Alcohol burners are preferred for some uses over Bunsen burners for safety purposes, as their flame is limited to approximately two inches (5 centimeters) in height, with a comparatively lower temperature.
While they do not produce flames as hot as other types of burners, they are sufficient for performing standard microbiology laboratory procedures and can be used for flame sterilization of other laboratory equipment.
- Griffin, John Joseph (1838). "spirit+lamp" Chemical Recreations: A Compendium of Experimental Chemistry, Part 1. Glasgow: Richard Griffin and Co. pp. 17–21.
- "Laboratory Burner Safety" (PDF). safety.ucanr.edu. University of California. 2007. Retrieved 2015-06-17.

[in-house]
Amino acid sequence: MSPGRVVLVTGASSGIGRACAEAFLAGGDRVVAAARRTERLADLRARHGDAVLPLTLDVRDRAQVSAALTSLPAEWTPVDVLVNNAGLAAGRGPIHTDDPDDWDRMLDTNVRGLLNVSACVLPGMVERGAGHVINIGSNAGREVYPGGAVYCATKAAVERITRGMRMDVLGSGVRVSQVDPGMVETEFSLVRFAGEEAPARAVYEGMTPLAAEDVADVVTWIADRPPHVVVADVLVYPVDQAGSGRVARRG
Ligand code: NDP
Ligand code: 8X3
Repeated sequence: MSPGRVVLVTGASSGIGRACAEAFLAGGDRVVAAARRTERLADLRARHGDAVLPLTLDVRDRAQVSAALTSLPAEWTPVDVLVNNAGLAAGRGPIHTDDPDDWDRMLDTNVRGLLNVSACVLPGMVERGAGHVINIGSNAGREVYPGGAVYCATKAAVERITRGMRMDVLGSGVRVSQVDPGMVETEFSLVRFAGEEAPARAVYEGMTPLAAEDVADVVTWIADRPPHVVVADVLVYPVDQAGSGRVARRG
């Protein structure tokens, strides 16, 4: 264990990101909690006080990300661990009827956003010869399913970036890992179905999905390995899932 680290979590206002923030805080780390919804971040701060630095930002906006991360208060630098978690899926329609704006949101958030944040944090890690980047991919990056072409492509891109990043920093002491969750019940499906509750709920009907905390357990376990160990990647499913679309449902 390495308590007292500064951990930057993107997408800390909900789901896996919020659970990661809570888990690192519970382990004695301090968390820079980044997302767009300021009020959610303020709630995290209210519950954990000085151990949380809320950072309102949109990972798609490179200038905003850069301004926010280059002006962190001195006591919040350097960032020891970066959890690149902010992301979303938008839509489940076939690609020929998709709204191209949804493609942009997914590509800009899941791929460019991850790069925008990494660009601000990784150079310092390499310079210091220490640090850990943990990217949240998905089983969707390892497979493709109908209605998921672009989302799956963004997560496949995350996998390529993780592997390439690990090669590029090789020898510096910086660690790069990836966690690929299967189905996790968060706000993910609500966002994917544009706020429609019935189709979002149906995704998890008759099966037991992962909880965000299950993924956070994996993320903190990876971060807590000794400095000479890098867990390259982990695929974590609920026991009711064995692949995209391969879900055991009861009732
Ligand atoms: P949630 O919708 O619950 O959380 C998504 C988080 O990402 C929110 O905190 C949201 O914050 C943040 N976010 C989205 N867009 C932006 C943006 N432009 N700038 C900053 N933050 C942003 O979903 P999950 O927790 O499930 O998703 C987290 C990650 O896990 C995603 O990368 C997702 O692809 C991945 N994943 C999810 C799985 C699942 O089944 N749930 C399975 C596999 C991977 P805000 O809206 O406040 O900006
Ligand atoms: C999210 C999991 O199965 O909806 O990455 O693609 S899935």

- Braham, R (2002). "LOCAL JOINT HEALTH AND SAFETY COMMITTEE DEPARTMENT OF BIOMEDICAL SCIENCES STANDARD OPERATING PROCEDURE" (PDF). ovc.uoguelph.ca. Retrieved 2015-06-17.
- "Low-tech Microbiology Tools". teach.genetics.utah.edu. Retrieved 2015-06-26.
- "EQUIPMENT AND EQUIPMENT STERILIZATION PROCEDURES" (PDF). water.usgs.gov. U.S. Geological Survey. 1997. Retrieved 2015-06-26.
- "Alcohol Burner PDF" (PDF). ovc.uoguelph.ca. Retrieved 2015-06-17.
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